03/07/2007 - Slovenia should strengthen its efforts to raise public and private sector awareness about the fight against foreign bribery, according to a new report by the OECD Working Group on Bribery. The low level of awareness about this issue could be a signal that the priority and commitment given to fighting corruption are declining in Slovenia. Also the Commission for the Prevention of Corruption, which has played a central role in the field of corruption prevention, is facing abolition. The uncertain future of the Commission fuels concerns about who will lead and coordinate Slovenia’s future efforts to raise awareness and prevent corruption, including foreign bribery.
The 37-country OECD Working Group on Bribery, in the context of its regular cycle of reviews, has just completed a review of Slovenia’s enforcement of the Convention on Combating Bribery of Foreign Public Officials in International Business Transactions.
The Working Group encourages the Slovenian authorities to support the coordination and implementation of anti-foreign bribery measures by the Commission, or any other independent body charged with preventing corruption. The other main recommendations of the OECD Working Group are that Slovenia should:
The Working Group also highlighted positive aspects of Slovenia’s efforts to fight foreign bribery. The country has developed an effective system for responding to requests from other countries for information, and law enforcement authorities actively use a range of special investigative techniques in economic crime investigations. The Slovenian export credit institution is making on-going efforts to comply with the most recent OECD standards in deterring and detecting foreign bribery, and the Slovenian authorities continue to fine tune the anti-money laundering reporting system.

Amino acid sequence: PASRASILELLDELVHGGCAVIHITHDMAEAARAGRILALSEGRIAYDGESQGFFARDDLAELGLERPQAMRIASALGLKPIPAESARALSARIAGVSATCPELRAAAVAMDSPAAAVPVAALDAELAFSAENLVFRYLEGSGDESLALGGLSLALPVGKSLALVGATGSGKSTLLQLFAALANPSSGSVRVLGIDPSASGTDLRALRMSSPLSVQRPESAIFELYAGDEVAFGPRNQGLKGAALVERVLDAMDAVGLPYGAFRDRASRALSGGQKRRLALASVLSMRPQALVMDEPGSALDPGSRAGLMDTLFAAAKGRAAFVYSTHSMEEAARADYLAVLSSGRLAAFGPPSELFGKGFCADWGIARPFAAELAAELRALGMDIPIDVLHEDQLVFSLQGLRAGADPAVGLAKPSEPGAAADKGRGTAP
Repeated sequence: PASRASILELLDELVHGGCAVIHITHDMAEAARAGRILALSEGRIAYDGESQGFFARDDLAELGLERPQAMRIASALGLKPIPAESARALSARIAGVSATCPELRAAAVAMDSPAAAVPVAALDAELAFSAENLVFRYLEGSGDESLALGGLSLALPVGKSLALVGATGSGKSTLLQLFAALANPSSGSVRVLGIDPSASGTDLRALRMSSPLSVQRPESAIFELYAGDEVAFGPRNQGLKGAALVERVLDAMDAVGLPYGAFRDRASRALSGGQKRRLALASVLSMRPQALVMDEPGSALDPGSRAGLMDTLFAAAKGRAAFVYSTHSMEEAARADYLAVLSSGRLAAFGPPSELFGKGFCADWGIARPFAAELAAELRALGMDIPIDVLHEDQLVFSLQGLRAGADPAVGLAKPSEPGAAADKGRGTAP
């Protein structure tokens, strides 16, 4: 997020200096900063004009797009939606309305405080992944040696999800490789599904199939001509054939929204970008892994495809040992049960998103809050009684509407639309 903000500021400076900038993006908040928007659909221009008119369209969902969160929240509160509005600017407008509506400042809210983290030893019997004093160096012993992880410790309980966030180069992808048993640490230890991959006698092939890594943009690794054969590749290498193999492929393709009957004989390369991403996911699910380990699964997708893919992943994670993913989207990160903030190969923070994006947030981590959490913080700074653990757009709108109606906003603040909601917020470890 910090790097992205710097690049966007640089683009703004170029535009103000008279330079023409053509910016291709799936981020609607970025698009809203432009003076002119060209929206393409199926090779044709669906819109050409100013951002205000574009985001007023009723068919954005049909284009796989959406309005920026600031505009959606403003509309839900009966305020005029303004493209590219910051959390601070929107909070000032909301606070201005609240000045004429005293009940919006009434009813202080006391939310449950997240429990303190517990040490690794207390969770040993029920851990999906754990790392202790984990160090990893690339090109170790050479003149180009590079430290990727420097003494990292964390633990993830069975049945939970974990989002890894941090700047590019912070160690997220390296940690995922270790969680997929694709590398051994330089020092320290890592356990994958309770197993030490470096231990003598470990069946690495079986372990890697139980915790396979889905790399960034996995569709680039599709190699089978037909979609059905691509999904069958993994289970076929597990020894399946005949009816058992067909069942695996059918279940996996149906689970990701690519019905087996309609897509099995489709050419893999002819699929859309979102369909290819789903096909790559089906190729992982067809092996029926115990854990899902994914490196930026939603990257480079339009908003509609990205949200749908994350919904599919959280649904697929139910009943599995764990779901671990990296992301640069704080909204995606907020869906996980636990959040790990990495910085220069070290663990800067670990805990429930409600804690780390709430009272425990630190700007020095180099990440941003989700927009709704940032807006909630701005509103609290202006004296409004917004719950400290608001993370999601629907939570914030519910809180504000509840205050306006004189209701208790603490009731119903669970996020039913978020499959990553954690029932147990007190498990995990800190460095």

The report lists all the recommendations of the Working Group on pages 69-73, and includes an overview of recent enforcement actions and specific legal and policy features in Slovenia for combating the bribery of foreign public officials. As with all other OECD Working Group members, Slovenia will orally report to the Working Group on its actions to implement the Working Group’s recommendations after one year. Slovenia will submit a written report to the Working Group within two years, which will be the basis of a publicly-available Working Group evaluation of Slovenia’s implementation of the recommendations.
For further information, journalists are invited to contact the OECD’s Media Division (tel. + 33 1 45 24 97 00).
For more information on OECD’s work to fight corruption, visit www.oecd.org/corruption.